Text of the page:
Former US President Bill Clinton’s climate chief calls for solar power at CC9 conference

Ira Magaziner på klimakonferansen CC9
(Foto: Bo Mathisen/CC9)

Publish date: June 16, 2009

Written by: Anne Karin Sæther

Translated by: Håvard Lundberg

Ira Magaziner, chairman of the Clinton Climate Initiative, wants good business mechanisms that will guarantee construction of renewable energy. Solar power is, after all, cheaper to operate then coal plants, Magaziner pointed out.

Ira Magaziner was one of the speakers during the Climate Conference 2009 (CC9), which was arranged by Club de Madrid, Norway’s Hafslund ASA and Bellona on the 4th and 5th of June.

Magaziner was a central advisor for the administration of Bill Clinton and holds a number of positions in the Clinton Foundation, amongst other chairman in the Clinton Climate Initiative.

See a video playback of Magaziner’s appearance here.

Action, not words
In his speech at CC9, Magaziner made it clear that general political targets on greenhouse gas reductions are not considered binding by political leaders at all.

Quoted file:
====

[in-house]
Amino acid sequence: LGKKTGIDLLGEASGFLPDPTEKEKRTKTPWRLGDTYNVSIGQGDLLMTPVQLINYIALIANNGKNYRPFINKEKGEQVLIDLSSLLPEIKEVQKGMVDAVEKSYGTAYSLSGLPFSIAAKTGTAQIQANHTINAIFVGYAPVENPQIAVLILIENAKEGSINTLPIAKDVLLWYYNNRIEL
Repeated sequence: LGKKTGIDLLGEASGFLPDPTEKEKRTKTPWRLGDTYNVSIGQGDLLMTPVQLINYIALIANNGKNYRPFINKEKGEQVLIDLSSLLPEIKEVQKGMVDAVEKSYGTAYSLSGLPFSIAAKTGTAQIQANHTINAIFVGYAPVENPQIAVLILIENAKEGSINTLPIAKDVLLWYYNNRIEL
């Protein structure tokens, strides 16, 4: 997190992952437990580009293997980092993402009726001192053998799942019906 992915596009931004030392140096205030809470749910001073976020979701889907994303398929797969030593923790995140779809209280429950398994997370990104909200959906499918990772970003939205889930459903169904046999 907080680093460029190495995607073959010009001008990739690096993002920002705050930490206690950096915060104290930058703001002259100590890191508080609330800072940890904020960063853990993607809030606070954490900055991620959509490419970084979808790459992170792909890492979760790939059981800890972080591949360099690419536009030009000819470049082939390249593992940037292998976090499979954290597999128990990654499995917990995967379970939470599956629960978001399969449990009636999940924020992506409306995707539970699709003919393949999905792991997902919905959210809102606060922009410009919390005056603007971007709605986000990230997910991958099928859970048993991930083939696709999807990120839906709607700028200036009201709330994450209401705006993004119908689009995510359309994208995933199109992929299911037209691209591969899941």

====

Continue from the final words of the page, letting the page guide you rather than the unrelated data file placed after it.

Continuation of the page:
“When we’re talking about really addressing climate change it’s not a question about agreeing to a general target,” said Magaziner.  

“It’s very easy for a political leader to say he’s going to do anything by 2050, because he won’t be there and by then nobody will remember. So what we really have to see is specific, concrete mechanisms,” he said.

Magaziner himself is working with different large scale projects in the Clinton Climate Initiative. The institution coordinates big purchases of climate technologies in the same way that the Clinton Foundation has done with medicines. Through large purchases, it’s possible to drive down the prices, whether it’s the price tag for LED-lightning or solar power.

“LED-street lightning saves 70 percent of energy and it pays back in 6 years,” said Magaziner.   

Solar cheapest
The Clinton Climate Initiative has recently established a solar power project in India, which may be able to compete with the low cost of coal power.

“The major issues that we are facing for solar power is the big investments up front,” said Magaziner.

“When a solar power plant is built, it’s very low cost to operate compared to a coal fired power plant, which has a high annual cost for the coal, transporting the coal and so on,” he said.
Magaziner wants good investments mechanisms such that the government and industry could work with solutions that will be affordable at the same time as they help fight global warming.